India Interior

Indore man drives a crucial change in motoring law

Usha Rai | Updated on January 12, 2018

Happy feet Vikram Agnihotri is the first handless person to be given a driving licence in India - Usha Rai


Three cheers! Vikram Agnihotri, seen with his parents, became the first handless person to be given a driving licence in India - Usha Rai

Vikram Agnihotri can drive a car with his feet

Vikram Agnihotri, 47, of Indore has no hands but he drives a modified Maruti Celerio AGS (automatic gear shift); on September 30, 2016, he got his permanent driving licence from the Indore RTO. He has since driven over 22,000 km without an incident and is the chauffeur for his proud parents. His rare achievement will soon earn him an entry in the Limca Book of Records.

Getting the driving licence was a formidable task, says Vikram. He got his car in 2015, but could find no driving schools or trainers for hand amputees. He instead watched foreign videos of handless driving and, within three months, he learned to drive using his feet. Although the RTO authorities admired his driving skill, his licence application was initially rejected on the ground that the Motor Vehicles Act has no provision to grant one to a bilateral amputee.

No giving up

Vikram and his family took up the issue with the government. They pleaded that the Motor Vehicles Act should be made dynamic and updated for the changing times. Given the stated policy of ‘ sab ke saath, sab ka vikas’ (inclusive development), how could a large segment of the population be denied a driving licence?

After a year of follow-ups, the Act was amended and Agnihotri was the first handless person to be given a driving licence. With understandable pride, he points out that the amendment in the law will benefit millions of disabled people aspiring to get a driving licence.

The story of Agnihotri’s struggle to lead a normal life and his zest for life and never-say-die spirit is an inspiring one. Both his hands were completely charred when he came in contact with a 11kv high-tension line when he was just seven. After the amputation, with the support of his family, especially his mother, he trained himself to do all his daily tasks on his own — from brushing teeth to shaving, bathing and eating.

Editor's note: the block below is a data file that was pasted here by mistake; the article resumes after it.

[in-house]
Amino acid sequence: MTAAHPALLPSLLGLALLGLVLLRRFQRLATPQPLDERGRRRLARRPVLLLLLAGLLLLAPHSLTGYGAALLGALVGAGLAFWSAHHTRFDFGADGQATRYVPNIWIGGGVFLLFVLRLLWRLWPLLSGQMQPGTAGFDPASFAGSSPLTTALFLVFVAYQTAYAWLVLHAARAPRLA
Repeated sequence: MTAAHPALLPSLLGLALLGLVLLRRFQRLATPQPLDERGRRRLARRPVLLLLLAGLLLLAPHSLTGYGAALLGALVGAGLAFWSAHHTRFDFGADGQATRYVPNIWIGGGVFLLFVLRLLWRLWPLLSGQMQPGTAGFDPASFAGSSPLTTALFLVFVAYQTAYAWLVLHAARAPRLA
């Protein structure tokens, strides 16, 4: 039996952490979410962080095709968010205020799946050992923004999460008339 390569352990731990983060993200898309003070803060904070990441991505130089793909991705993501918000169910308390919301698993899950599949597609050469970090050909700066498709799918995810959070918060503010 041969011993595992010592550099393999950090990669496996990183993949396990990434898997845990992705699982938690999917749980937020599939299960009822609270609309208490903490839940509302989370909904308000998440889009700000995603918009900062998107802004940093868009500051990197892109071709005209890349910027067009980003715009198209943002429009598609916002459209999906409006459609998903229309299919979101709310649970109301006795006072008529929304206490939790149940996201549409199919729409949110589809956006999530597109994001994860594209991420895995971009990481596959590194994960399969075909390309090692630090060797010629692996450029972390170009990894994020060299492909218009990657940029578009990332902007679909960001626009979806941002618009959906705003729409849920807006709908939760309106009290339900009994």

He studied in regular schools in Mumbai, London and Bonn (Germany). He writes with his right foot and earned a BCom in 1989, and an MA in Economics in 1991. Returning to college after a gap of 23 years, he is in the final year of LLB. He uses a computer for all his official work.

For the love of football

He passionately watches and plays football, and has served as convener and coordinator at the Yeshwant Club, Indore. An adept swimmer, he learnt to swim hands-free at the NSCI Mumbai. He works out at the gym and recently took up aero modelling as a hobby.

Interestingly, his desire to drive stemmed from his love for football. When the family moved residence some years ago to a slightly out-of-the-way colony, he struggled to get to the football ground. He took a bus to a central point and then waited for his friends to pick him up and drop him back at the bus stop after a game at the club. Though the family could hire a driver, he felt they were unreliable. He chafed at his lack of mobility and independence, and resolved to fight for his driver’s licence.

Agnihotri is the chairman of a non-profit, Vital Spark Welfare Society, whose objective is to motivate people to become winners. It organises motivational training programmes, lectures and workshops for corporates, colleges and schools. Currently he is the proprietor of a gas agency in Indore, but has experience running several business enterprises in the past.

The writer is a senior journalist based in Delhi

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Published on June 30, 2017
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